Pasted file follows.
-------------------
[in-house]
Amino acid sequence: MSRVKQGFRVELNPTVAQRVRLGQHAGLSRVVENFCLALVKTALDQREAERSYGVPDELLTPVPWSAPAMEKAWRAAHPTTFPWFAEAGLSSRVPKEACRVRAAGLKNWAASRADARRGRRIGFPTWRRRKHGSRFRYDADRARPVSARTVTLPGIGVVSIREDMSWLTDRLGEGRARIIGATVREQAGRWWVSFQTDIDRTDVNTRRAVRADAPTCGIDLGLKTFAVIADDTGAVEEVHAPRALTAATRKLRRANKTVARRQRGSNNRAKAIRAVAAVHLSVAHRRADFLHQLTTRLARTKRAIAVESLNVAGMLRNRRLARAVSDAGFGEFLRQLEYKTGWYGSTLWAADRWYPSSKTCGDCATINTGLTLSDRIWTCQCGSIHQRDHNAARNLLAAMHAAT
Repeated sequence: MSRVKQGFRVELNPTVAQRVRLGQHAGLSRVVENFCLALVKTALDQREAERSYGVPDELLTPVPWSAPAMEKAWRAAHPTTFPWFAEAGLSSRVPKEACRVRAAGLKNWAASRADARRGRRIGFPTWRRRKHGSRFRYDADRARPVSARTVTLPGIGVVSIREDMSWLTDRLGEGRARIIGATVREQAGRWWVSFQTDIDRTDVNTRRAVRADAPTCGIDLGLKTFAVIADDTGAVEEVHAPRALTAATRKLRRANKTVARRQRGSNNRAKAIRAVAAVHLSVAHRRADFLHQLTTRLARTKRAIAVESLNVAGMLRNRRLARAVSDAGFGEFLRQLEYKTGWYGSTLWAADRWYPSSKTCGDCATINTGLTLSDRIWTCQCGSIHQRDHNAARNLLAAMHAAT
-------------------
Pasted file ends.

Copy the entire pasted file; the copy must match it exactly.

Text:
[in-house]
Amino acid sequence: MSRVKQGFRVELNPTVAQRVRLGQHAGLSRVVENFCLALVKTALDQREAERSYGVPDELLTPVPWSAPAMEKAWRAAHPTTFPWFAEAGLSSRVPKEACRVRAAGLKNWAASRADARRGRRIGFPTWRRRKHGSRFRYDADRARPVSARTVTLPGIGVVSIREDMSWLTDRLGEGRARIIGATVREQAGRWWVSFQTDIDRTDVNTRRAVRADAPTCGIDLGLKTFAVIADDTGAVEEVHAPRALTAATRKLRRANKTVARRQRGSNNRAKAIRAVAAVHLSVAHRRADFLHQLTTRLARTKRAIAVESLNVAGMLRNRRLARAVSDAGFGEFLRQLEYKTGWYGSTLWAADRWYPSSKTCGDCATINTGLTLSDRIWTCQCGSIHQRDHNAARNLLAAMHAAT
Repeated sequence: MSRVKQGFRVELNPTVAQRVRLGQHAGLSRVVENFCLALVKTALDQREAERSYGVPDELLTPVPWSAPAMEKAWRAAHPTTFPWFAEAGLSSRVPKEACRVRAAGLKNWAASRADARRGRRIGFPTWRRRKHGSRFRYDADRARPVSARTVTLPGIGVVSIREDMSWLTDRLGEGRARIIGATVREQAGRWWVSFQTDIDRTDVNTRRAVRADAPTCGIDLGLKTFAVIADDTGAVEEVHAPRALTAATRKLRRANKTVARRQRGSNNRAKAIRAVAAVHLSVAHRRADFLHQLTTRLARTKRAIAVESLNVAGMLRNRRLARAVSDAGFGEFLRQLEYKTGWYGSTLWAADRWYPSSKTCGDCATINTGLTLSDRIWTCQCGSIHQRDHNAARNLLAAMHAAT